Wydo was a standout tackle for Coach Lou Rozzi's Uhlans, the 1939 squad posted a 7-1 record and the 1940 team went 8-1-1. Wydo opted to play college football at Duquesne. The Dukes posted a record of 6-3-1 in Wydo's only season on the Bluff in 1942.
Wydo entered the Army and served until he was discharged in 1945. In the Army he played a lot of football. During his wartime service, Wydo was an aerial engineer in the Air Corps.
"I once helped fly the President to Washington," he admitted years later. "Well, he became President. He was Vice-President Harry S. Truman then. He'd just been elected along with President Roosevelt and we flew him from Kansas City to Washington just after the election."
He made quite a reputation as a lightning quick 6-foot-4 215 pound tackle playing for the Air Transport Command.
"Finest line prospect I've seen," remarked Coach Dick Emerson of the Air Transport Command.
When his discharge papers came through Wydo wanted to return to college, get his degree and play football.
Several schools clamored for his services.
The University of Kentucky brought him to their campus, but he chose not to play for the Wildcats.
Another college coach dispatched a special plane to Pittsburgh to pick him up and bring him back to campus. The 22-year old Wydo was being pulled in many directions.
Aldo "Buff" Donelli, who coached Wydo at Duquesne, had moved on to Columbia as an assistant and he put out a call for the big tackle.
In the meantime a former Army teammate had returned to Cornell and told Coach Ed McKeever about Wydo.
On the way to Ithaca, NY, Wydo stopped off at Columbia to visit Donelli. Once Lions Coach Lou Little got a look at Wydo they tried to get him to stay, but at the urging of his Army buddy he went up to Cornell.
At Cornell Coach McKeever gave Wydo the grand tour, he turned on the charm and later told the story of Wydo's recruiting visit.
"We sat at the kitchen table in my home," McKeever said. "We talked football and I got a bottle of beer. Wydo picked up the beer bottle cap and calmly twisted it out of shape with two fingers. I noticed his mind was wandering and I talked as never before and an hour later Wydo agreed to enroll at Cornell."
Wydo played two years for the Big Red on squads that posted records of 5-4 in 1945 and 5-3-1 in 1946. Wydo was accorded third-team All America status in 1946 and was name first team All East in 1946. He was named to Cornell's All Time team in voting conducted in 2003.
Looking back at his college career Wydo singled out one highlight, the 12-0 upset of Columbia in 1946.
"I played for Donelli at Duquesne," Wydo said. "And knew Lou Little since I had been there a few days, I got quite a kick out of being on the winning side."
Wydo was selected by the Pittsburgh Steelers with their third pick in the 1947 draft.
He played for the Steelers from 1947 to 1951 and was traded to the Philadelphia Eagles and played there from 1952 to 1957. He garnered second team All Pro honors in 1953.
Wydo was sent to the Eagles by Steelers coach Joe Bach in exchange for quarterback John Rauch who never reported to the Steelers.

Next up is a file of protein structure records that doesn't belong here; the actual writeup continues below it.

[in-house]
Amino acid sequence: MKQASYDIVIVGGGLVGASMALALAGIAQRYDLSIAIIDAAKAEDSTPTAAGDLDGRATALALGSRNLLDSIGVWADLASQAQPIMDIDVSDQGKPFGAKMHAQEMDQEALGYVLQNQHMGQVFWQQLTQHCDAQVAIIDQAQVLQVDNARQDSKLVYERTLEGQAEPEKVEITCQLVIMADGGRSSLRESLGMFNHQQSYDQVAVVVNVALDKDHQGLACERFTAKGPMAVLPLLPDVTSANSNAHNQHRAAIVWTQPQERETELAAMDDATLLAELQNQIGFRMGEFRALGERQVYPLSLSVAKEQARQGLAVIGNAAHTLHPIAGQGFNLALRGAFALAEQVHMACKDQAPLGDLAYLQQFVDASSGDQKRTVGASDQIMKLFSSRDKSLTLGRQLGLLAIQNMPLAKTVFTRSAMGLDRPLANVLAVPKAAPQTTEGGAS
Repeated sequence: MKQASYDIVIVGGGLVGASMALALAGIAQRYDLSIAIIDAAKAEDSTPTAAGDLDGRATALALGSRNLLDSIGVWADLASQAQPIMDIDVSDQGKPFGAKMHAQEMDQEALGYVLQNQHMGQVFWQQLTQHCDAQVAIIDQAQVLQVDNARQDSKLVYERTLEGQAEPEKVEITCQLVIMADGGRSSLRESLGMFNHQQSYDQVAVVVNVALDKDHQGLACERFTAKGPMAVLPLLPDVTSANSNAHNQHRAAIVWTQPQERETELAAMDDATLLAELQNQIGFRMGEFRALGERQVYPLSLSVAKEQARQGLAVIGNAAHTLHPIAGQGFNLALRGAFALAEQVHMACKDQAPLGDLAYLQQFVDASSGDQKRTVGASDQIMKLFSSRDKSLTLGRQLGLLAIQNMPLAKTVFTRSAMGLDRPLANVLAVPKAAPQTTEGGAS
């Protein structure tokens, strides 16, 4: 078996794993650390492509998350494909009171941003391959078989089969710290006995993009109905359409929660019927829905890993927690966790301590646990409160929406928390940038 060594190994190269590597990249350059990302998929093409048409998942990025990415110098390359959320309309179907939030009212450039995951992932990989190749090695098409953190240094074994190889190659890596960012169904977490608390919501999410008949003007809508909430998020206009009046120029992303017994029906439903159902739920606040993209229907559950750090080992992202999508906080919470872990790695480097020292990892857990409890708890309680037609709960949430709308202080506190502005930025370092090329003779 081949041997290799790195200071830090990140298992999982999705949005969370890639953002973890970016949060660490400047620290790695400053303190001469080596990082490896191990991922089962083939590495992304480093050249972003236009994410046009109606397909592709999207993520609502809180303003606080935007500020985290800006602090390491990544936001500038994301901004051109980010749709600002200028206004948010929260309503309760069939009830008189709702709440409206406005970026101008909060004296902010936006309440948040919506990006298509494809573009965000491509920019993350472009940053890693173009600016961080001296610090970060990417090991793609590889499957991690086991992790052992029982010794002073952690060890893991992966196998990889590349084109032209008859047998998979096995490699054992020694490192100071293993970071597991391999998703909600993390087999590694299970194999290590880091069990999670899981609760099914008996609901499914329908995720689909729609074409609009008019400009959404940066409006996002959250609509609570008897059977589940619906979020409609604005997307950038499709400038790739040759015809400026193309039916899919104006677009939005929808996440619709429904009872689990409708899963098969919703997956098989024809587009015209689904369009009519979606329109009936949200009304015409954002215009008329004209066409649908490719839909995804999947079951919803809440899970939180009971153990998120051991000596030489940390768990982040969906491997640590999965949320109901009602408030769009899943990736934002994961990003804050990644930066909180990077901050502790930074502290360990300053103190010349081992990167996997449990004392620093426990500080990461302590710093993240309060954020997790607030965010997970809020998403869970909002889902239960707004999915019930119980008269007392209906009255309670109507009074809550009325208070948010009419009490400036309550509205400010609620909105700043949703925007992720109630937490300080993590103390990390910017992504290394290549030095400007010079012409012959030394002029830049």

The Eagles finished second to the Cleveland Browns three-years running after Wydo arrived to take a spot on the offensive line.
"That might have been the best trade I ever made," Eagles Coach Jim Trimble would opine years later. "I didn't expect it to be initially. Wydo came to us, a team of superstars, and fitted in with all of them perfectly."
The Eagles were loaded with talent, players like: Chuck Bednarik, Bucko Kilroy, Pete Pihos, Tom Scott and Bobby Walston.
"I really didn't expect much from Wydo," Trimble recalled. "I never thought much of him as a defensive player. When I got him, I didn't know where I'd use him, but I gave him a shot at offense. He turned out to be a fine tackle, a great one at pass blocking."
When he left pro football Wydo returned to his roots in Fayette County. He was a longtime tax collector in German Township and in 1962 he became the head basketball coach at Father Kolb High School in Masontown, PA.
Even though football was his sport Wydo produced some very competitive basketball teams at the small Catholic school.
Wydo coached the Knights from 1962-63 to 1968-69. The school closed in June of 1970. He compiled a record of 80-65 in seven campaigns.
The high points for the Knights were 1962-63 went they went 16-6 and in the PCIAA playoffs defeated St. Mary's of McKee's Rocks and then lost to Greenville St. Michaels 72-63.
The 1965-66 season saw Father Kolb almost capture the PCIAA Class C championship. The Knights went 15-7, in the playoffs the downed St. Gregory of North East 84-64 to win the Western Title. They lost in the PCIAA Class C championship game 91-59 to Hazelton St. Gabriel. An interesting footnote is that St. Gabriel was coached by Richard "Digger" Phelps who was later the longtime coach at Notre Dame.
During the 1967-68 season the Knights posted a 12-7 record and lost in the playoffs to Titusville St. Joseph 81-77.
Wydo was inducted into Pittsburgh Sports Hall of Fame in 1976. He passed away at the age of 54 on February 17, 1979.